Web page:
It was a rare opportunity for this normally peripatetic group of individuals to dial down, spend time digging deeper in conversations, both personal and professional, than is normally possible. It was an extraordinary experience for several reasons, not the least of which was being marooned with a group of renowned systems thinkers during a time of unprecedented, catastrophic systems failures.
Like everyone else, we were in a state of shock. We all knew someone who worked in the Pentagon or on Wall Street. Some of us had been en route to New York or Washington. (Lovins was headed to D.C.; Burke planned to see a friend who worked at Cantor Fitzgerald high atop One World Trade Center; I was to speak at a clean-tech conference in Midtown Manhattan, slated to begin on the 12th.) We tried to get in touch with friends, families and those we thought might have been in harm’s way. The communications technologies we take for granted today weren’t as evolved — no Facebook or Twitter; no reliable cell coverage; few news media websites, primarily TV and radio to keep us in the loop.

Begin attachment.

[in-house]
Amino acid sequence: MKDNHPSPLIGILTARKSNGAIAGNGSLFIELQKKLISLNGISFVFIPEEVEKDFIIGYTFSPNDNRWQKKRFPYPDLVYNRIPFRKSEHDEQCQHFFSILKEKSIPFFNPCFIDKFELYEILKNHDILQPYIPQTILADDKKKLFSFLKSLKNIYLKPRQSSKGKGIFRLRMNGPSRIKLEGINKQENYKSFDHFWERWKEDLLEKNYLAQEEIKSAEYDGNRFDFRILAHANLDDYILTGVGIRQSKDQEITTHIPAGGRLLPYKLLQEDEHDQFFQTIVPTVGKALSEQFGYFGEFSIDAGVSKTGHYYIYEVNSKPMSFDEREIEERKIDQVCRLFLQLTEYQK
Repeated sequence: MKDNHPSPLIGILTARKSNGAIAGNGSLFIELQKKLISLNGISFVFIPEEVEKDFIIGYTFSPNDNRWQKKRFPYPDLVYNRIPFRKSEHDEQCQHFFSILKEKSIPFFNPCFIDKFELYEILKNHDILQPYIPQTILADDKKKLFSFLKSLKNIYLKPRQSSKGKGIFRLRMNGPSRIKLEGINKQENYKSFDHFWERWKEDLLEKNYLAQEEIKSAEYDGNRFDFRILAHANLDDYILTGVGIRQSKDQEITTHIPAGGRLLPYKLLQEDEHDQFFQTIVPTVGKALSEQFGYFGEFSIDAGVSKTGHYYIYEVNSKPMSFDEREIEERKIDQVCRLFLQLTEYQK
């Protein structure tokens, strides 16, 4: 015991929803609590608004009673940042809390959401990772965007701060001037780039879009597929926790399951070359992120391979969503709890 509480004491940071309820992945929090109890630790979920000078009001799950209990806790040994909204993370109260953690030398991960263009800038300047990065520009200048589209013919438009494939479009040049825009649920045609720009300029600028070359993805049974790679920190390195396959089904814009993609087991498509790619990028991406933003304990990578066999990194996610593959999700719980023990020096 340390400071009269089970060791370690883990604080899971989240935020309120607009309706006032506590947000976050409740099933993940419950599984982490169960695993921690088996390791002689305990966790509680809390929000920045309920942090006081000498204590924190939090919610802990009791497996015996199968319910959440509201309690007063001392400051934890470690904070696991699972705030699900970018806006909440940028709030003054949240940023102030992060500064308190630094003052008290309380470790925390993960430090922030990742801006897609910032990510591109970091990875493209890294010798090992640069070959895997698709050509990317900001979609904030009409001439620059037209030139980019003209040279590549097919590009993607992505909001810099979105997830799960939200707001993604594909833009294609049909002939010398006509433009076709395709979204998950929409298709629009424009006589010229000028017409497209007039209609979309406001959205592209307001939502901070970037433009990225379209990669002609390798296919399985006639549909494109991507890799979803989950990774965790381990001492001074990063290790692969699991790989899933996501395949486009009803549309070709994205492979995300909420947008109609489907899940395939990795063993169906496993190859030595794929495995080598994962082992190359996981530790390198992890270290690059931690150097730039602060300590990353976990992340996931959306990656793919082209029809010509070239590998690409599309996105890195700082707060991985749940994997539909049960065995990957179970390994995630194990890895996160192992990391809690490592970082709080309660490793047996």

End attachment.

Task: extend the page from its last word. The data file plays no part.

Mostly, we talked. We held daily discussions about the Connecticut fund, far more than the client had bargained for. We discussed the state of the world. We talked about our own personal journeys, and how they might change going forward. “Our conversations covered a wide ground,” Pinchot reminded me last week. “What could we do personally? As I recall, Anita suggested donating blood. We spent a long time discussing how the U.S. should respond. Attacking Afghanistan was not at the top of the list. Figuring out what America had done to so antagonize people and an international hunt for the criminals behind the attack was closer to the general state of mind.”
"Gifford kept our spirits up," Burke reminded me recently. "In our pajamas the morning of the 12th in the lobby, he said 'Let’s keep going. Let’s figure out how to spend this clean-energy money. This is how we can start right now to stop this from happening again.' We clearly knew that beneath all the rhetoric this was about oil: who had it, who did not and who was going to get what was left. On that day the bell tolled for fear, control, oppression, hatred and the supremacy of oil." Strong words from an oil-company exec.
There are many lingering memories, some too private to share.
There was Lovins, ever the scientist, ruminating out loud about the estimated damage to the Pentagon and proffering what-if scenarios about what could have been. (RMI had worked on the greening of both the White House and the Pentagon, so he had some visibility into the buildings’ integrity.)